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The Global Obesity Epidemic is More Harmful Than Malnutrition

Last year, I used the word globesity, a single word coined by the World Health Organization (WHO) that very aptly describes the reach of an epidemic that is harming the health of so many people, young and old, around the world. A nutritional expert for the World Bank warned yesterday, as I'd feared, obesity may be just as devastating as malnutrition, especially to the economies of the poorest countries.

The most important number: Malnutririon erases as much as 3 percent of the gross domestic product of nations hit hardest by malnutrition, and obesity could have the very same effect. Even in prosperous nations like France, obesity numbers calculated more than a decade ago amounted to some $12 billion. And, in California alone, the direct and indirect costs associated with the overweight and obese were pegged at $22 billion in 2000.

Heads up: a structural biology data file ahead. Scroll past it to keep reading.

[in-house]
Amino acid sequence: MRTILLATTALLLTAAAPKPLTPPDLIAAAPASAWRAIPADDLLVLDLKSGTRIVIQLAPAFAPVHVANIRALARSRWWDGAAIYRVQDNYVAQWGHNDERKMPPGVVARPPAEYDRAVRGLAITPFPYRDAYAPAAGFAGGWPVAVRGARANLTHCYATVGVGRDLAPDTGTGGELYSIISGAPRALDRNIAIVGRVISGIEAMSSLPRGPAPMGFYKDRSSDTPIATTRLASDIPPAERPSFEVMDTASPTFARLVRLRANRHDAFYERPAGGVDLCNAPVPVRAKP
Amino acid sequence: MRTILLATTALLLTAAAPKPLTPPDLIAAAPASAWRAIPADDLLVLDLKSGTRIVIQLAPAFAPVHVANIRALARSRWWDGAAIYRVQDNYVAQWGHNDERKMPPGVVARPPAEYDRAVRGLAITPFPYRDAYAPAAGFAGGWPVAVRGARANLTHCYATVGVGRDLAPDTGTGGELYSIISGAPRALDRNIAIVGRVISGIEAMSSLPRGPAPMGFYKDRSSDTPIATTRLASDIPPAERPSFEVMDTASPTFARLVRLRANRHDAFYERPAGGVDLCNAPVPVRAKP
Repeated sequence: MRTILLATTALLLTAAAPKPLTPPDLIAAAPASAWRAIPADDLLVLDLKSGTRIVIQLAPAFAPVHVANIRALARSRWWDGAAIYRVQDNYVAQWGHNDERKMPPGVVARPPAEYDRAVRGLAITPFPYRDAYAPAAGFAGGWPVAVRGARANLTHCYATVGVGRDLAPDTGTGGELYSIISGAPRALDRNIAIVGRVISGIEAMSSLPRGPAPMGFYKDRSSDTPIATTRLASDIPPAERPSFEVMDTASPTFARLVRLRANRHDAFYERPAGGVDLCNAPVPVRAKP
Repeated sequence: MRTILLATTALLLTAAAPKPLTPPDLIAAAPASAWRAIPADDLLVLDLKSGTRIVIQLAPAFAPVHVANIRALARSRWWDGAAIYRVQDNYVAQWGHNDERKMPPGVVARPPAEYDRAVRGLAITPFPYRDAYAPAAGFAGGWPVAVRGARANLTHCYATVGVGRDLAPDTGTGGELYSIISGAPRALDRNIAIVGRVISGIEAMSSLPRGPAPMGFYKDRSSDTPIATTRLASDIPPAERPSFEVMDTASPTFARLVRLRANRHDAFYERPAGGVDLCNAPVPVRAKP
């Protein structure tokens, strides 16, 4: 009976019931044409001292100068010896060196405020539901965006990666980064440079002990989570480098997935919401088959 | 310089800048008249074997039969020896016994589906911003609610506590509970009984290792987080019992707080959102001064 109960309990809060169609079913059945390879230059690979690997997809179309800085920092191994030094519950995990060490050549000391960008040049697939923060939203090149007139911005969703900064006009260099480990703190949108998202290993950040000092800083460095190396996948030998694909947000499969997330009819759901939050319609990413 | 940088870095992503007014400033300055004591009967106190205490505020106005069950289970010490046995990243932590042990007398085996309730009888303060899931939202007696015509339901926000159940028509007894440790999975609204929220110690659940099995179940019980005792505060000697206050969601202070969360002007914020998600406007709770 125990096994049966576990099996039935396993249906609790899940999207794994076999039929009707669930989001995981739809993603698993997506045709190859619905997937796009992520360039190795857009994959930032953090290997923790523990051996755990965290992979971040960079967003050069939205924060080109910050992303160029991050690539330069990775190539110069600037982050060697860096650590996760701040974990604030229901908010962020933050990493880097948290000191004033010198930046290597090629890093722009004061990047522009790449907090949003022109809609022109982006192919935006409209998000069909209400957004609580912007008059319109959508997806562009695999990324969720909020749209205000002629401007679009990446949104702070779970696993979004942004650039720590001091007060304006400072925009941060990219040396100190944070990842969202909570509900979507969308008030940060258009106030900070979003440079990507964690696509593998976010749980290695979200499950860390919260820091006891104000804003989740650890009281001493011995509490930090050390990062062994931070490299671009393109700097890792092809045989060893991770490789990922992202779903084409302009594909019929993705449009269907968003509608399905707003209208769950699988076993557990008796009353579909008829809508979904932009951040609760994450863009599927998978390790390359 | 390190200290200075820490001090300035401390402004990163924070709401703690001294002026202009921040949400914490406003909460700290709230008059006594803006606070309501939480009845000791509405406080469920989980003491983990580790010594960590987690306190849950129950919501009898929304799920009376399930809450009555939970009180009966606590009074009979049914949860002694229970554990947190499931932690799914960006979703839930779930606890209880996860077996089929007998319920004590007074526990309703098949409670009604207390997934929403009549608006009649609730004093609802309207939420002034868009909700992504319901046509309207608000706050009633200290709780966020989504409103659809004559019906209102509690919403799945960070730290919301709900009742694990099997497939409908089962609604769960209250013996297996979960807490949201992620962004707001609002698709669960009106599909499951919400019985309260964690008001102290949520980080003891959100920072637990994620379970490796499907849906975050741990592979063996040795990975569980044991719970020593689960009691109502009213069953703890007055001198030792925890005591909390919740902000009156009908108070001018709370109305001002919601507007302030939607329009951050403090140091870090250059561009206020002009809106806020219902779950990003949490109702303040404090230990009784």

I suspect those dire numbers, along with those in a recent study that found the number of overweight people exceeds the number who go hungry by 20 percent, were behind a charter signed by the health ministers of 53 European nations, the first attempt to push governments to take firm steps to battle the epidemic of obesity.

Unfortunately, higher taxes on soft drinks, for example, may not fly especially in America. Encouraging patients to make simple lifestyle changes and give them the help they need -- without drugs or surgery -- is a more lasting, powerful means to eradicate obesity quickly and efficiently.

Yahoo News November 15, 2006

CBS News November 16, 2006